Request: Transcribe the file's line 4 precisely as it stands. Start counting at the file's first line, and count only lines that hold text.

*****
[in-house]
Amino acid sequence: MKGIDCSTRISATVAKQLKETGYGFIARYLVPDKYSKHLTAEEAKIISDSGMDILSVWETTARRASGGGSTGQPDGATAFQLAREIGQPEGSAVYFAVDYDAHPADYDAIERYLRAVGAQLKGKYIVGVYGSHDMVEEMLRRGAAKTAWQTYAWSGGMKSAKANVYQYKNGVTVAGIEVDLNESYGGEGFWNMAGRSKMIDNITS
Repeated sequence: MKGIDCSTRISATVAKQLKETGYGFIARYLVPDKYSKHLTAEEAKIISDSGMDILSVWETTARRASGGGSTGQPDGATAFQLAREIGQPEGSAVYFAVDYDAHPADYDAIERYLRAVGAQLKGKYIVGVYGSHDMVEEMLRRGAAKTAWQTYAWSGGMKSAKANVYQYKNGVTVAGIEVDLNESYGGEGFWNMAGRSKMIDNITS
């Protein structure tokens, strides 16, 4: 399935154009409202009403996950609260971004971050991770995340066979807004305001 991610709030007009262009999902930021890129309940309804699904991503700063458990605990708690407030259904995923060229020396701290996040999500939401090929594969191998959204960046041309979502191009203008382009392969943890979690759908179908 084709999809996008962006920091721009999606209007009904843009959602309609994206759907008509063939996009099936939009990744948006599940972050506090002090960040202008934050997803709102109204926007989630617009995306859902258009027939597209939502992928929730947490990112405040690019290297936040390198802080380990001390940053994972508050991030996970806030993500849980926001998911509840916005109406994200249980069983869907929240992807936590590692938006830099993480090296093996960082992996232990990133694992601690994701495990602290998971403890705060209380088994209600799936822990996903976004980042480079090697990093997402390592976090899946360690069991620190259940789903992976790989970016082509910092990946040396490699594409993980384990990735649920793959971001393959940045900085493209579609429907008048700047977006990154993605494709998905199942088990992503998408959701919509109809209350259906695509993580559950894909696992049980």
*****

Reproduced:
């Protein structure tokens, strides 16, 4: 399935154009409202009403996950609260971004971050991770995340066979807004305001 991610709030007009262009999902930021890129309940309804699904991503700063458990605990708690407030259904995923060229020396701290996040999500939401090929594969191998959204960046041309979502191009203008382009392969943890979690759908179908 084709999809996008962006920091721009999606209007009904843009959602309609994206759907008509063939996009099936939009990744948006599940972050506090002090960040202008934050997803709102109204926007989630617009995306859902258009027939597209939502992928929730947490990112405040690019290297936040390198802080380990001390940053994972508050991030996970806030993500849980926001998911509840916005109406994200249980069983869907929240992807936590590692938006830099993480090296093996960082992996232990990133694992601690994701495990602290998971403890705060209380088994209600799936822990996903976004980042480079090697990093997402390592976090899946360690069991620190259940789903992976790989970016082509910092990946040396490699594409993980384990990735649920793959971001393959940045900085493209579609429907008048700047977006990154993605494709998905199942088990992503998408959701919509109809209350259906695509993580559950894909696992049980």